The other day, at the Microsoft financial analyst meeting in Anaheim, the company’s CEO Steve Ballmer gave a presentation demonstrating the glory that is Xbox TV, which will supposedly offer television content to Xbox 360 owners (and probably Xbox LIVE Gold subscribers). What content? At what price?
We don’t know.
Anyway, apparently the new service will integrate the Xbox Kinect’s voice controls, which is really, really fun. I love yelling out, “Xbox Pause!” when I need to hit the can, rather than simply pushing a button. Which burns more calories—pushing the button, or yelling at your TV? I need a report on that.
According to a post on CNN, Ballmer explained how the Kinect works with Bing (of course it’s Bing) to search for content:
“Having all of that content is right on, it’s fantastic, but it brings a new challenge with it…Certainly we all know the frustrations of using guides and menus and controllers, and we think a better way to do all of this is simply to bring Bing and voice to Xbox. You say it, Xbox finds it.”
Ballmer said that Xbox TV will provide “news, sports, and your favorite channels,” and that Microsoft is partnering with “dozens or hundreds of additional video content suppliers.”
That’s not at all vague, no. Dozens. Or, you know, hundreds.
Again, there are no real concrete details as to how this will all work. The CNN article goes to David Wertheimer, the executive director of the Entertainment Technology Center at the University of Southern California, who theorizes the model that Microsoft will be following with the service:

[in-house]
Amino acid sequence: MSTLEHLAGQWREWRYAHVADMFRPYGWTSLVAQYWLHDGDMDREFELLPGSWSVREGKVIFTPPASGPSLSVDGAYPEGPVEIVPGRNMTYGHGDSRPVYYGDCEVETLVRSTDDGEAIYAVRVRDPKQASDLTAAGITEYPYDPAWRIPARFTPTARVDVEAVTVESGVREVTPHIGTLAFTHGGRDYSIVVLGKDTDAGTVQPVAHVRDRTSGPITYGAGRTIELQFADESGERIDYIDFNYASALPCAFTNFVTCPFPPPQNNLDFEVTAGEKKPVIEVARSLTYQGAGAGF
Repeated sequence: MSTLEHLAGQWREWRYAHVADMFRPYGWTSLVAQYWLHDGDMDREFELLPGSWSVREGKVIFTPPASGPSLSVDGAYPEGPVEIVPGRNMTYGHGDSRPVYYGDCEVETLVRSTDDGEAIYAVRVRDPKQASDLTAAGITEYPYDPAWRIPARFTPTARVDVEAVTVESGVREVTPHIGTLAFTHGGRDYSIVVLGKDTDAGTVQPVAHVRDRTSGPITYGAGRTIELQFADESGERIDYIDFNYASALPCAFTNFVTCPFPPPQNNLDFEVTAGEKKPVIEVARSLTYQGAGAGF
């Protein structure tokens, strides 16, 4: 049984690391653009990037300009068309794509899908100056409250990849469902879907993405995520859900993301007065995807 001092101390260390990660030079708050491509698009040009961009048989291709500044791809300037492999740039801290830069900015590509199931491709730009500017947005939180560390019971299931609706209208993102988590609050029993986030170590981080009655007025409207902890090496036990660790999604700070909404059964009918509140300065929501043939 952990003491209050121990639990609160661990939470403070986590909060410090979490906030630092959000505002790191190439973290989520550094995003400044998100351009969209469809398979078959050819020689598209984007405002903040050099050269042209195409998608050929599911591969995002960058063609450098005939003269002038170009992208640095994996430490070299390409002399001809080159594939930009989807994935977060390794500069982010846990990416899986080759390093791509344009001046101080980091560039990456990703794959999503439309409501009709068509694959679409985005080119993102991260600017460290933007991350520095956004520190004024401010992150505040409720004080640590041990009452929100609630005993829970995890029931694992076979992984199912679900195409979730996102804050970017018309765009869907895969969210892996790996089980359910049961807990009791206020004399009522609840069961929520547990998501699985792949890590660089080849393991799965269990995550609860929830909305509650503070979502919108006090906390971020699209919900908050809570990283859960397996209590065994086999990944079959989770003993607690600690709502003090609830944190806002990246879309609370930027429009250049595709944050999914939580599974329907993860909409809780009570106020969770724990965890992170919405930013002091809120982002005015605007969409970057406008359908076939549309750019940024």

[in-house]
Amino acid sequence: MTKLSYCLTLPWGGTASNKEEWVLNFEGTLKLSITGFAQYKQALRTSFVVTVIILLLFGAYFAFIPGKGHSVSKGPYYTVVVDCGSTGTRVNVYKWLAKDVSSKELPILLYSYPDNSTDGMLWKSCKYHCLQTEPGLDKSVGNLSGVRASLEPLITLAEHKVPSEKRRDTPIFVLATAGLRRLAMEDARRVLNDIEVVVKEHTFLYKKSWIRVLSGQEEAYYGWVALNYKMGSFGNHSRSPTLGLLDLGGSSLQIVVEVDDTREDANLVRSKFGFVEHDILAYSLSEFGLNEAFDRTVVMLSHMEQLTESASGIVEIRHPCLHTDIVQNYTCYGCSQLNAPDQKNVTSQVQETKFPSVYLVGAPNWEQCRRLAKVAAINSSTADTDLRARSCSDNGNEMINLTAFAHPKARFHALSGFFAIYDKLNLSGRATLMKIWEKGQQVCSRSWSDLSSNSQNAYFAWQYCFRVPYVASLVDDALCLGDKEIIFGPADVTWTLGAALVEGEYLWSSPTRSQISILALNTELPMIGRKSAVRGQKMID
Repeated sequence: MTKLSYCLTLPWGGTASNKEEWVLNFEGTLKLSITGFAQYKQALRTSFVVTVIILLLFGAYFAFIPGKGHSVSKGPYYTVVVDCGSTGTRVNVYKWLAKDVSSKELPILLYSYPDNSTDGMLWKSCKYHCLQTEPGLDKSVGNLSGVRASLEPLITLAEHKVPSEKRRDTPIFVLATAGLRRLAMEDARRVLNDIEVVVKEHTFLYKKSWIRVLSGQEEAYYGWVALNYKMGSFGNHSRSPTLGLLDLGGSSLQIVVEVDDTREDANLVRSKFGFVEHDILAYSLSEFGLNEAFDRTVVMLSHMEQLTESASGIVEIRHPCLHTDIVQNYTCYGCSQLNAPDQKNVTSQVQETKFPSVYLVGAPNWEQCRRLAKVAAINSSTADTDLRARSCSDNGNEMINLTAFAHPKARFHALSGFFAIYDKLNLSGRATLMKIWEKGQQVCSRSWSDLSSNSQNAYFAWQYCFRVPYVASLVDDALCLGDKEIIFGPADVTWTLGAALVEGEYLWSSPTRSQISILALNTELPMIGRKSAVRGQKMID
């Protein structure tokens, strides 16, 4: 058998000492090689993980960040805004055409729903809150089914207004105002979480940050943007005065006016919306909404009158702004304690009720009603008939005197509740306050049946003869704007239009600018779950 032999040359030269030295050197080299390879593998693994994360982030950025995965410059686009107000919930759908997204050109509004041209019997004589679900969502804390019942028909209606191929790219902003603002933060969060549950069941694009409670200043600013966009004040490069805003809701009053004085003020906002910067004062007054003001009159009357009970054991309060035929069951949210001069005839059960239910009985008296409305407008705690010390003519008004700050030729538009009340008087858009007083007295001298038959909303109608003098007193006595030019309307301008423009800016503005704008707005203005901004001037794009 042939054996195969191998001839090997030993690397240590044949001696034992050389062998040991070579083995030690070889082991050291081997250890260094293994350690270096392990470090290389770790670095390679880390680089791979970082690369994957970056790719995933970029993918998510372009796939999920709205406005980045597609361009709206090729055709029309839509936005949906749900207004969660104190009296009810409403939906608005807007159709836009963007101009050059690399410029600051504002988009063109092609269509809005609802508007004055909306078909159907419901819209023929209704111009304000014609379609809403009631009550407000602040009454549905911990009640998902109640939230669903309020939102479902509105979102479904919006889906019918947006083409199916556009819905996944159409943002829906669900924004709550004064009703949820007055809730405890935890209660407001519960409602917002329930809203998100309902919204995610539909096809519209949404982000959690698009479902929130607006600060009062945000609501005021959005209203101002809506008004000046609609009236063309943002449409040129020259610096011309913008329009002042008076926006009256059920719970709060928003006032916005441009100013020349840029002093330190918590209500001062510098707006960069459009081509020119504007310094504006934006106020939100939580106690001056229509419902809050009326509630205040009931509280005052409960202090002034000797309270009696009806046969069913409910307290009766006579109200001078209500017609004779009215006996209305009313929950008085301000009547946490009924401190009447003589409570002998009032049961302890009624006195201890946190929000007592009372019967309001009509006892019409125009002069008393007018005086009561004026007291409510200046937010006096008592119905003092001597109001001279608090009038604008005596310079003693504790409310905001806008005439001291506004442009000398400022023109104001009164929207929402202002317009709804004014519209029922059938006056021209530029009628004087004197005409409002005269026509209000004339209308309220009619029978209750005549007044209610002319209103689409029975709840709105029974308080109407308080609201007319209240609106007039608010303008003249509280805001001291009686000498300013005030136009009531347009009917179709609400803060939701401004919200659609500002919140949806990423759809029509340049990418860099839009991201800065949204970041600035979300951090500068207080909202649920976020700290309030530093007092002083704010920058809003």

“Wertheimer believes that instead of trying to license content from providers like News Corp. (NWS), Comcast (CMCSA, Fortune 500), Disney (DIS, Fortune 500), and CBS (CBS, Fortune 500) themselves, Microsoft will instead use a ‘TV Everywhere’ model, in which existing cable and satellite subscribers will be able to access their content on the Xbox.”
And there’s the rub. Will this simply be an extra layer of cable service on top of service you already have? Is this nothing more than adding Kinect voice-search to your TV watching? Or will this provide content for users that they won’t already be able to get through cable? For instance, I have an internet connection through my city’s cable company, but I have no cable service. Because it’s Comcast, I have access to ESPN content through the Xbox, and I can watch Netflix and Hulu, but so far I haven’t been able to watch live coverage of pro-sports teams. I want my Jets football, God dammit! Will Xbox TV hook me up?
Guess we’ll find out this Christmas, when the service is supposedly going to launch.